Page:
It was only a matter of time before the conversations flowing from the three elements – global citizenship, service learning and sustainability – led to the need for a common connection. To identify what is, truly, that one thing that our ‘it’ is all about. Several collaborative and critical sessions led to the identification that the heart of it all was the change agency of our students: and change-maker education was born.
So here we stand. Our ‘why’ is simply a world in balance. A world we can proudly share and, one day, bequeath to our children, filled with life and wonder. Our ‘what’ is global citizenship; specifically we see ASD students as globally aware and ethical, embracing the natural world and human diversity. They are contributors to positive change through sustainable, informed action. Finally our ‘how’ is service learning; a learning methodology, integrated in curriculum, blending inquiry and informed action to promote positive change, contribute to social transformation and develop critical consciousness.
Two years ago we moved into the change-maker hub, a small, dedicated collaborative space where everyone is welcome. In this space, students, educators, parents and visitors alike are found sharing ideas, thinking about ‘what if’ or asking, ‘what next?’. It’s where concepts become plans, which then become action.
Our on-the-ground change-maker education is dynamic and hybrid in nature. We collaborate with teachers on unit development. We work with administration on best practices. We recommend policies, and calibrate our work in support of our strategic plans. We work with the facilities department to identify leverage points for sustainable change. We work with students to provide them with knowledge, skills, context and opportunities to address issues that are important to them, with authentic results – including the learning opportunity of failure. We work with external partners to develop joint programming. We work with parents to engage in community-wide conversations.
We cannot, of course, be everywhere at once, so it’s even more important that we build capacity and empower stakeholders to make their own personal and collective change toward a better world.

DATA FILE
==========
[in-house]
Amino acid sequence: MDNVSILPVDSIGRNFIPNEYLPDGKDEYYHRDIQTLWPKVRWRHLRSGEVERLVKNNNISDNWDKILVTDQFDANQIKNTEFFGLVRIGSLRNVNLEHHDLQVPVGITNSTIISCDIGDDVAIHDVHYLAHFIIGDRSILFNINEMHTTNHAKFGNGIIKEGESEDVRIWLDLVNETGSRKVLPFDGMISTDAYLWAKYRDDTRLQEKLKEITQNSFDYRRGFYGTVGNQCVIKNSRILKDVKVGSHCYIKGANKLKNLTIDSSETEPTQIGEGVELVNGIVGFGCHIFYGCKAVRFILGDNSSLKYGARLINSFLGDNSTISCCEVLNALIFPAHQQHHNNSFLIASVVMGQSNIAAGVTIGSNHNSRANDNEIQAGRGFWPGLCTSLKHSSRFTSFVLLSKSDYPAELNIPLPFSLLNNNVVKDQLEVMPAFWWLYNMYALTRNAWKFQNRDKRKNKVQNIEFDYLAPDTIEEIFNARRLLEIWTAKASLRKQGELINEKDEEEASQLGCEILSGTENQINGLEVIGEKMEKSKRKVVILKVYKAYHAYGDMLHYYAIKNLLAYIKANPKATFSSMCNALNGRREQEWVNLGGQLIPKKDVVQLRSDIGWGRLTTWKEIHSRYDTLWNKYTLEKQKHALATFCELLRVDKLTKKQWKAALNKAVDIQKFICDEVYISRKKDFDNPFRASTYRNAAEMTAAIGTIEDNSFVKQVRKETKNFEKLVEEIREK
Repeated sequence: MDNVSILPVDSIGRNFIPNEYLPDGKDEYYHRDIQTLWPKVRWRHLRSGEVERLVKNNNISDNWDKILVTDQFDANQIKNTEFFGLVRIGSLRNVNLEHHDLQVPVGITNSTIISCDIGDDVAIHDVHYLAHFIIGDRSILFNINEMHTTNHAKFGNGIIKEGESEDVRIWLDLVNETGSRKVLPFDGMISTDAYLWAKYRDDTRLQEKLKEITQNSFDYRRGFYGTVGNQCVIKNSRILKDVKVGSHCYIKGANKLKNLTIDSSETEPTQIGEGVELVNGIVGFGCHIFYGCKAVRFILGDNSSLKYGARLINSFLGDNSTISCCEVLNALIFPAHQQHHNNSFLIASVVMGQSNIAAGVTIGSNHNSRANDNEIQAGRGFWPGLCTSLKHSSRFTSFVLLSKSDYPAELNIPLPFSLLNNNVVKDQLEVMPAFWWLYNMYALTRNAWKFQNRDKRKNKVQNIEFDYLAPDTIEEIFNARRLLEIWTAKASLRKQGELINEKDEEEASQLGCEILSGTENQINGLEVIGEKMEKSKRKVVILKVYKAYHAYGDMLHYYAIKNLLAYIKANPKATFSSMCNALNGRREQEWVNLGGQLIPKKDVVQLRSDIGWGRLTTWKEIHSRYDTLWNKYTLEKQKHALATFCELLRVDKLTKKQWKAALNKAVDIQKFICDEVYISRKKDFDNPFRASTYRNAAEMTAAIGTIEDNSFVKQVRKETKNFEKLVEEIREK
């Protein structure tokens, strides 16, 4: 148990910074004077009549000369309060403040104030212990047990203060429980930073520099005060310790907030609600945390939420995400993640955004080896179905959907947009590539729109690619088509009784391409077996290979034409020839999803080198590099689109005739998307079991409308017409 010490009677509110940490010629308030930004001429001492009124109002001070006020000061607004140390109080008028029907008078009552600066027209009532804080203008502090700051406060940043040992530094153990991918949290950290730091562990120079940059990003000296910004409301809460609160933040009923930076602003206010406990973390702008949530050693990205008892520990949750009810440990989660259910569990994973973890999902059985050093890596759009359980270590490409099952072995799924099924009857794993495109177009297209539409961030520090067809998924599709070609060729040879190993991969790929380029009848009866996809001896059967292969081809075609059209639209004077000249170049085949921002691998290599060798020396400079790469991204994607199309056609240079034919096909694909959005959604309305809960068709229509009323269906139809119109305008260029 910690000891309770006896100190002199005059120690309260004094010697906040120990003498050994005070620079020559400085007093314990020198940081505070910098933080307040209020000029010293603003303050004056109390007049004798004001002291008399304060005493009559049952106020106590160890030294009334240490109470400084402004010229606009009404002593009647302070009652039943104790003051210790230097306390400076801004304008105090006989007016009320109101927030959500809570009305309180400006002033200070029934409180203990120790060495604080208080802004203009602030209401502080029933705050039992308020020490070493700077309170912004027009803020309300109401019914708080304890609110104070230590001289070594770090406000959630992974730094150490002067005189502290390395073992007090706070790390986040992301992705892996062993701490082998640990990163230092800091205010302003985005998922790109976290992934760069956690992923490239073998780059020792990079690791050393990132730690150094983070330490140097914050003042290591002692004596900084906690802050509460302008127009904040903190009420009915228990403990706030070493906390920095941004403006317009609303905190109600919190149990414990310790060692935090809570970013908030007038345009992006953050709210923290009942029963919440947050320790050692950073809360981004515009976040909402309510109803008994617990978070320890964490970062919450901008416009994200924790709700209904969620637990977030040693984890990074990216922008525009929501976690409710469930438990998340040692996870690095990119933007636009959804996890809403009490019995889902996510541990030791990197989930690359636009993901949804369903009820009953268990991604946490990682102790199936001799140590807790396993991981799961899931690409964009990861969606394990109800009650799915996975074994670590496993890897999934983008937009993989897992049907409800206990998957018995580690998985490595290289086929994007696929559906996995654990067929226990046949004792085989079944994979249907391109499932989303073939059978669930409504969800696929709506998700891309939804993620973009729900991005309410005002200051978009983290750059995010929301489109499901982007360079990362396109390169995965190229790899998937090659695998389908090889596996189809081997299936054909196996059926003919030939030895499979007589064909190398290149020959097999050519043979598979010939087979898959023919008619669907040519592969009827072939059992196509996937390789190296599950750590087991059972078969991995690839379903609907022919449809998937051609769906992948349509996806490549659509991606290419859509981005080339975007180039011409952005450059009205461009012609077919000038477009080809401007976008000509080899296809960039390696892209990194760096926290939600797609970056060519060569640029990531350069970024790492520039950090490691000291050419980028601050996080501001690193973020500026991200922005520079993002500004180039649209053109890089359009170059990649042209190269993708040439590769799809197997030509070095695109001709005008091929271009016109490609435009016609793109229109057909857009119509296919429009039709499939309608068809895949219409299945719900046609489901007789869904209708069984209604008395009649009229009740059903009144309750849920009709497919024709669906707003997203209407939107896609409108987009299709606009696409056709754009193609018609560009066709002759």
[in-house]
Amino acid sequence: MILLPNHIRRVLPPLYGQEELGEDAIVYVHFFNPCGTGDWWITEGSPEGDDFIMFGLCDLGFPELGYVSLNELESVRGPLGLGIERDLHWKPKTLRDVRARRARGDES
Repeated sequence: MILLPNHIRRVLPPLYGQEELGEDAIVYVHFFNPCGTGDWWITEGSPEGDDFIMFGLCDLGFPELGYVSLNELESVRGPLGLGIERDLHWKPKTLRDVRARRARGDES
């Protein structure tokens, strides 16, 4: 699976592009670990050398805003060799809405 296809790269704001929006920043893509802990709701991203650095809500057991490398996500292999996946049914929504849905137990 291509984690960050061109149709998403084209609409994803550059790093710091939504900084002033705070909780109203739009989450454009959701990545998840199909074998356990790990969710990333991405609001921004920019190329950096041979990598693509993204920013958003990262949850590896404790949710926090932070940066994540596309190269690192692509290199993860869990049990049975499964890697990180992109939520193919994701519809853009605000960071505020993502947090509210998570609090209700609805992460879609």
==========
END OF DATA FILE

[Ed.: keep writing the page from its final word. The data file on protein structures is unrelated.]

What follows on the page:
Bearing witness to ‘it’
Perhaps the most obvious evidence that our journey is successful is the discovery that ‘it’ is happening all over the place. It’s in the use of the sustainable development goals in a joint language arts and science project, and in teachers using systems thinking to connect to social justice, and in our self-directed project (a course without pre-existing content) being described as a “game-changer”. It’s our facilities office inviting students to help vet vendors’ proposals for solar solutions in support of our sustainability goals.
We don’t have all the answers. We have learned much from mistakes and misses. But with the right frame of mind (innovative and ever-learning) and with the benefit of commitment over time, schools can get much closer to reaching their mission.
How can this story apply to your school?
- Find a direction (you might already have one) that allows your students to see themselves not simply as learners but as constructors of the future.
- A full-time director can take you far! It takes time to ideate, create and nourish a programme that cultivates contributing, sustainable, service-minded global citizens.
- If ever the ‘how’ gets in the way of the ‘why’, take the time to reflect, recommit and rethink your purpose as communities of learning.
- Celebrate the little things – and the big ones!
- Stay the course, but be flexible in getting there.